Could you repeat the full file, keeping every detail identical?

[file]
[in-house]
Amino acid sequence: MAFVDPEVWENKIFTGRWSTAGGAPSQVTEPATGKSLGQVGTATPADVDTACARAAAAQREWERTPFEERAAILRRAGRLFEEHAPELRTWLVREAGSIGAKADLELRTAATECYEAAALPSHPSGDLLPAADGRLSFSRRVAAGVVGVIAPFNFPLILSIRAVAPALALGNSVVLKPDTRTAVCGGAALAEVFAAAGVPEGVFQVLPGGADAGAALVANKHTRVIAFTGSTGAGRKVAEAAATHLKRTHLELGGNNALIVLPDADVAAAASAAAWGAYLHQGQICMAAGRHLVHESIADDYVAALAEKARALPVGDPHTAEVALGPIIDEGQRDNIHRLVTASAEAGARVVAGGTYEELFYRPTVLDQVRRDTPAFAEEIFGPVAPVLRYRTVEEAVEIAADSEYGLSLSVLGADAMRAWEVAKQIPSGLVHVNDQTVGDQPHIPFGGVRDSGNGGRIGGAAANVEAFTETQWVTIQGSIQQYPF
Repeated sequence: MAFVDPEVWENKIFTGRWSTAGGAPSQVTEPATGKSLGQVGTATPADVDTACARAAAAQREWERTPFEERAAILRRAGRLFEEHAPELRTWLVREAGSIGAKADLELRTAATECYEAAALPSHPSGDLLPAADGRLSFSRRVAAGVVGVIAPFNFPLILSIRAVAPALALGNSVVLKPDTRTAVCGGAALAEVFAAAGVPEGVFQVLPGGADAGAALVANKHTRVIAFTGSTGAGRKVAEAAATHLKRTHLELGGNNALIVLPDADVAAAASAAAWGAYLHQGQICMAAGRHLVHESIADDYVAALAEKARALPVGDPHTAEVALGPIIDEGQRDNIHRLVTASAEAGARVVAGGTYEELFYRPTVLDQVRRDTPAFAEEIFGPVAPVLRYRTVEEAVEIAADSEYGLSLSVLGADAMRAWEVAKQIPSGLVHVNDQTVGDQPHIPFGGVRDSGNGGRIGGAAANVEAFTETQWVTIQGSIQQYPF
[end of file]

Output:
[in-house]
Amino acid sequence: MAFVDPEVWENKIFTGRWSTAGGAPSQVTEPATGKSLGQVGTATPADVDTACARAAAAQREWERTPFEERAAILRRAGRLFEEHAPELRTWLVREAGSIGAKADLELRTAATECYEAAALPSHPSGDLLPAADGRLSFSRRVAAGVVGVIAPFNFPLILSIRAVAPALALGNSVVLKPDTRTAVCGGAALAEVFAAAGVPEGVFQVLPGGADAGAALVANKHTRVIAFTGSTGAGRKVAEAAATHLKRTHLELGGNNALIVLPDADVAAAASAAAWGAYLHQGQICMAAGRHLVHESIADDYVAALAEKARALPVGDPHTAEVALGPIIDEGQRDNIHRLVTASAEAGARVVAGGTYEELFYRPTVLDQVRRDTPAFAEEIFGPVAPVLRYRTVEEAVEIAADSEYGLSLSVLGADAMRAWEVAKQIPSGLVHVNDQTVGDQPHIPFGGVRDSGNGGRIGGAAANVEAFTETQWVTIQGSIQQYPF
Repeated sequence: MAFVDPEVWENKIFTGRWSTAGGAPSQVTEPATGKSLGQVGTATPADVDTACARAAAAQREWERTPFEERAAILRRAGRLFEEHAPELRTWLVREAGSIGAKADLELRTAATECYEAAALPSHPSGDLLPAADGRLSFSRRVAAGVVGVIAPFNFPLILSIRAVAPALALGNSVVLKPDTRTAVCGGAALAEVFAAAGVPEGVFQVLPGGADAGAALVANKHTRVIAFTGSTGAGRKVAEAAATHLKRTHLELGGNNALIVLPDADVAAAASAAAWGAYLHQGQICMAAGRHLVHESIADDYVAALAEKARALPVGDPHTAEVALGPIIDEGQRDNIHRLVTASAEAGARVVAGGTYEELFYRPTVLDQVRRDTPAFAEEIFGPVAPVLRYRTVEEAVEIAADSEYGLSLSVLGADAMRAWEVAKQIPSGLVHVNDQTVGDQPHIPFGGVRDSGNGGRIGGAAANVEAFTETQWVTIQGSIQQYPF